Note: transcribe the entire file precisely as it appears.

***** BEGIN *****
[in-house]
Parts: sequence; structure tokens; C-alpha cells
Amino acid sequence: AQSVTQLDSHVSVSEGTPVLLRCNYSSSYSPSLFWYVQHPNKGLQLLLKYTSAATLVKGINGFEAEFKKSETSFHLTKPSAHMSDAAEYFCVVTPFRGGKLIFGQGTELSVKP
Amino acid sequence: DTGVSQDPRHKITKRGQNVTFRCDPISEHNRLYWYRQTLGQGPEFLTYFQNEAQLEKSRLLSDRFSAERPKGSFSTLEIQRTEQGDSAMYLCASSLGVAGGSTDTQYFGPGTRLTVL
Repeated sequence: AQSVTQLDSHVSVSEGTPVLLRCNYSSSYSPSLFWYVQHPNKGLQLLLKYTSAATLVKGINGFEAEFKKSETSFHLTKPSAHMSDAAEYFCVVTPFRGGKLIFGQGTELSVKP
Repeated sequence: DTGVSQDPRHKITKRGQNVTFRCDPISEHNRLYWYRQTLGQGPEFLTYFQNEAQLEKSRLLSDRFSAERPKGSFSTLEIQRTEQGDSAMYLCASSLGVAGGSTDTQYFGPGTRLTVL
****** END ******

[in-house]
Parts: sequence; structure tokens; C-alpha cells
Amino acid sequence: AQSVTQLDSHVSVSEGTPVLLRCNYSSSYSPSLFWYVQHPNKGLQLLLKYTSAATLVKGINGFEAEFKKSETSFHLTKPSAHMSDAAEYFCVVTPFRGGKLIFGQGTELSVKP
Amino acid sequence: DTGVSQDPRHKITKRGQNVTFRCDPISEHNRLYWYRQTLGQGPEFLTYFQNEAQLEKSRLLSDRFSAERPKGSFSTLEIQRTEQGDSAMYLCASSLGVAGGSTDTQYFGPGTRLTVL
Repeated sequence: AQSVTQLDSHVSVSEGTPVLLRCNYSSSYSPSLFWYVQHPNKGLQLLLKYTSAATLVKGINGFEAEFKKSETSFHLTKPSAHMSDAAEYFCVVTPFRGGKLIFGQGTELSVKP
Repeated sequence: DTGVSQDPRHKITKRGQNVTFRCDPISEHNRLYWYRQTLGQGPEFLTYFQNEAQLEKSRLLSDRFSAERPKGSFSTLEIQRTEQGDSAMYLCASSLGVAGGSTDTQYFGPGTRLTVL